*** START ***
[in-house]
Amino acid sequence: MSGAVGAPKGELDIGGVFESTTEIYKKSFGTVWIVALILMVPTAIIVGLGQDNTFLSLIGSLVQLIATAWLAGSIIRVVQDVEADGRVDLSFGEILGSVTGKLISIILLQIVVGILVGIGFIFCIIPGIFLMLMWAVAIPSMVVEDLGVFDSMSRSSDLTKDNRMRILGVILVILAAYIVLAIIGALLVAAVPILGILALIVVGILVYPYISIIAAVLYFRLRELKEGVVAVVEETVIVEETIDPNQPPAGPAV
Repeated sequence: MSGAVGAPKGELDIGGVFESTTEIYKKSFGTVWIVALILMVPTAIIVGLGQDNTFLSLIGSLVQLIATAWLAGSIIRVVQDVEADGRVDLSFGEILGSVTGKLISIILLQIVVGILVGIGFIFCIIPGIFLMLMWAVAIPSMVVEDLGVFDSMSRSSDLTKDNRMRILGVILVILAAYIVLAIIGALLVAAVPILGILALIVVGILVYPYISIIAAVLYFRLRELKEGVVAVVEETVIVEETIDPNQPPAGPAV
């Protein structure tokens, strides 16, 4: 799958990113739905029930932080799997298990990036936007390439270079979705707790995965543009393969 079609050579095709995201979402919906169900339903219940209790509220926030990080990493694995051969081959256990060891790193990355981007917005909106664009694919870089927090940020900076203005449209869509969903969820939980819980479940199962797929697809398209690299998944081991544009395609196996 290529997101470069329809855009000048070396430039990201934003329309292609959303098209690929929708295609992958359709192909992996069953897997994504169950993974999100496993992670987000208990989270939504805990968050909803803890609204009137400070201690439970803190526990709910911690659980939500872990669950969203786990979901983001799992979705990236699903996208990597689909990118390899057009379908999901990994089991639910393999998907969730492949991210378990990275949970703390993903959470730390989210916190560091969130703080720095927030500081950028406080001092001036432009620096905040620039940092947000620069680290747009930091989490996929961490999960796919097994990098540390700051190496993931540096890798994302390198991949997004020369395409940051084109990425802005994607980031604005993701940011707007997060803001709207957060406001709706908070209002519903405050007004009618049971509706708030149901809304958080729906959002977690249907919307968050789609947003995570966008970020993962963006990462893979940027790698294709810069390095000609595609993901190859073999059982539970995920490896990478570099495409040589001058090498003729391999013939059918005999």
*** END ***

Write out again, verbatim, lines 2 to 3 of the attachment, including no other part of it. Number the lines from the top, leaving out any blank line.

Amino acid sequence: MSGAVGAPKGELDIGGVFESTTEIYKKSFGTVWIVALILMVPTAIIVGLGQDNTFLSLIGSLVQLIATAWLAGSIIRVVQDVEADGRVDLSFGEILGSVTGKLISIILLQIVVGILVGIGFIFCIIPGIFLMLMWAVAIPSMVVEDLGVFDSMSRSSDLTKDNRMRILGVILVILAAYIVLAIIGALLVAAVPILGILALIVVGILVYPYISIIAAVLYFRLRELKEGVVAVVEETVIVEETIDPNQPPAGPAV
Repeated sequence: MSGAVGAPKGELDIGGVFESTTEIYKKSFGTVWIVALILMVPTAIIVGLGQDNTFLSLIGSLVQLIATAWLAGSIIRVVQDVEADGRVDLSFGEILGSVTGKLISIILLQIVVGILVGIGFIFCIIPGIFLMLMWAVAIPSMVVEDLGVFDSMSRSSDLTKDNRMRILGVILVILAAYIVLAIIGALLVAAVPILGILALIVVGILVYPYISIIAAVLYFRLRELKEGVVAVVEETVIVEETIDPNQPPAGPAV